Green Apple Bookstore
When my wife and I used to live in Israel, we would come to California every few years to visit her family. We’d drive up to San Francisco for a few days and do the rounds: Golden Gate Bridge, Chinatown, Lombard Street, Cable Car, and The Green Apple Bookstore.
Now it is not like you couldn’t buy English language books in Israel, even used books. In the later years, we even had something called the Internet and this neighborhood bookstore called Amazon. Yet somehow, we found ourselves drawn each visit to this special bookstore and would inevitably leave with bags of books, worried about our luggage weight restrictions.
I was always mystified why Green Apple had this effect on us. It is a store filled with, um, books, and has the same smell as most bookstores (especially the small, cramped independent ones). Now, five years into living in the Bay Area, when I find myself in the Outer Richmond neighborhood, I can’t help but pop in.
Recently I caught up with co-owner, Kevin Hunsanger.
AS: What value does your bookstore provide for the local community?
KH: In addition to offering a welcoming space to freely browse, to meet with friends and to engage in spirited dialogue, Green Apple also regularly hosts author events of all types, both within the store and off-site, in venues ranging from grade schools to dive bars. We also have a very active used book buy counter where folks can turn their unwanted tomes into cash or trade; if we can’t use the material, customers have the option of feeding the free box, an area directly in front of the store where anyone can have books for free.
AS: Who is the most inspiring author you have met? Why?
KH: I have met hundreds of authors in my nearly two decades of work with Green Apple, but the one most inspiring would have to be Dave Eggers. He has an international celebrity that rivals the most popular rock stars, yet he consistently donates his time, money and imprint for a wide variety of causes in a most unassuming manner. Then of course, there was that one lost weekend with Nick Tosches, which began with clandestine Absinthe and ended with my car being totaled – but that’s another story altogether.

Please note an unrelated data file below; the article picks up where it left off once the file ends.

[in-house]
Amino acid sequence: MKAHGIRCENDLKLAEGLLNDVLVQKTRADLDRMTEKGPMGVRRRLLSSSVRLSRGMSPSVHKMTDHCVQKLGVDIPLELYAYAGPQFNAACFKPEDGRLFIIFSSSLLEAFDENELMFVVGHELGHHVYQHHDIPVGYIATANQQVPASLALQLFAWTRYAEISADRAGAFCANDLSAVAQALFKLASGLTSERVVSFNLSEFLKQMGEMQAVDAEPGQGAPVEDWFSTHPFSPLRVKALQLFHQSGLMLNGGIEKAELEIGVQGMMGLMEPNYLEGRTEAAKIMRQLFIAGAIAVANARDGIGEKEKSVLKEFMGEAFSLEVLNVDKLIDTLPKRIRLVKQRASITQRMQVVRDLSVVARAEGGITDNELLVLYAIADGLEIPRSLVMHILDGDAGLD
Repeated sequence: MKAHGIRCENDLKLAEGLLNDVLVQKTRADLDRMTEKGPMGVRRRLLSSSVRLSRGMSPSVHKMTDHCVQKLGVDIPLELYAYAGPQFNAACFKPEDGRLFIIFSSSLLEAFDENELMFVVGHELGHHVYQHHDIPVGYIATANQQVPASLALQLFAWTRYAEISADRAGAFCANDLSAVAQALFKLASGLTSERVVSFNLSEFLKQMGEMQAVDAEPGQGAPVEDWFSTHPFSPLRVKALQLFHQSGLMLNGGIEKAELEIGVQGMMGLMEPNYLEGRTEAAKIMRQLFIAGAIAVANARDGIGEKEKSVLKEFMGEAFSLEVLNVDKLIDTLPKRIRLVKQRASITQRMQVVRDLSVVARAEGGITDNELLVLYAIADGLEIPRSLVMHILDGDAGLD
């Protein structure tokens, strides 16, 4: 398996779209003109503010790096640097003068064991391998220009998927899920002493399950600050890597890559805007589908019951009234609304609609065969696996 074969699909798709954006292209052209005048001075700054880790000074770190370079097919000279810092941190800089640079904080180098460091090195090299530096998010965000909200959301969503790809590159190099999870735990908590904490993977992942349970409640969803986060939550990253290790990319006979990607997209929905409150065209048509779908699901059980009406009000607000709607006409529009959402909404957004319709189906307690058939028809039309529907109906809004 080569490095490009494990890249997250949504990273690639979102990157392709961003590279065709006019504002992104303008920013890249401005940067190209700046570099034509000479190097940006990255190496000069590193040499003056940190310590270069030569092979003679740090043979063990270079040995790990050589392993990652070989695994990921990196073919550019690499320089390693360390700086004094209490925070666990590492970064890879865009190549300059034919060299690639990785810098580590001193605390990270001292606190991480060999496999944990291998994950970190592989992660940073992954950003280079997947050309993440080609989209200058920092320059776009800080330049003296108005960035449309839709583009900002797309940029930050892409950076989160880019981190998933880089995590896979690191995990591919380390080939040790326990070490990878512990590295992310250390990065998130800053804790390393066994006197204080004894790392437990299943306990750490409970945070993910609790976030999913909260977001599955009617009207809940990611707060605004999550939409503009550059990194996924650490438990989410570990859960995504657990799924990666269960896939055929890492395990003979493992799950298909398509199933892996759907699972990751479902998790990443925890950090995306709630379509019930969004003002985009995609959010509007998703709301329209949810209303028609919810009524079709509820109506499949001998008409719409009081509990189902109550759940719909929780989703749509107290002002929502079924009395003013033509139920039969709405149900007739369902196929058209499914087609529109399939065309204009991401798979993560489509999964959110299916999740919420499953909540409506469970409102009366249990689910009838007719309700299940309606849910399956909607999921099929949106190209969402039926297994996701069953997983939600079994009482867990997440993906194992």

AS: What community events or campaigns has your bookstore been involved in?
KH: Green Apple has regular 20% back to schools weekend fundraisers; we donate boxes of books to The Red Cross; we donate gift certificates to various charitable causes for auction. But the campaign that we’re most proud of was 2008’s ‘Give a kid some credit’ year, when we gave each 4th grade student in SF Public Schools a $10.00 gift certificate, no strings attached! We issued about 4000…
AS: If you were to retire tomorrow what would you most miss from your work?
KH: Without a doubt I would miss our customers and wonderful staff most.
Finally, many in the book industry are extremely apprehensive of the ebook advances. I want to share with you the response of the Green Apple’s staff. Click here (www.greenapplebooks.com) and look under videos (at the time of writing it is in the top right corner of the home page) for the 10-part Book .v. Kindle series. Then sit back with a glass of… and enjoy the show!
Alon Shalev is the author of The Accidental Activist (now available on Kindle) and A Gardener’s Tale. He is the Executive Director of the San Francisco Hillel Foundation, a non-profit that provides spiritual and social justice opportunities to Jewish students in the Bay Area. More on Alon Shalev at www.alonshalev.com
Another interesting independent bookstore I need to check out! Thanks for your posts on them. It’s especially nice to read an interview, and thus see the personality behind the store.
I feel that way too about small independent businesses. Having a relationship with the staff makes you loyal. I love that the barista at my local coffee shop knows my name, that my dentist asks about my books, and the car mechanic goes an extra step to double check something. It shows they care and it makes the difference.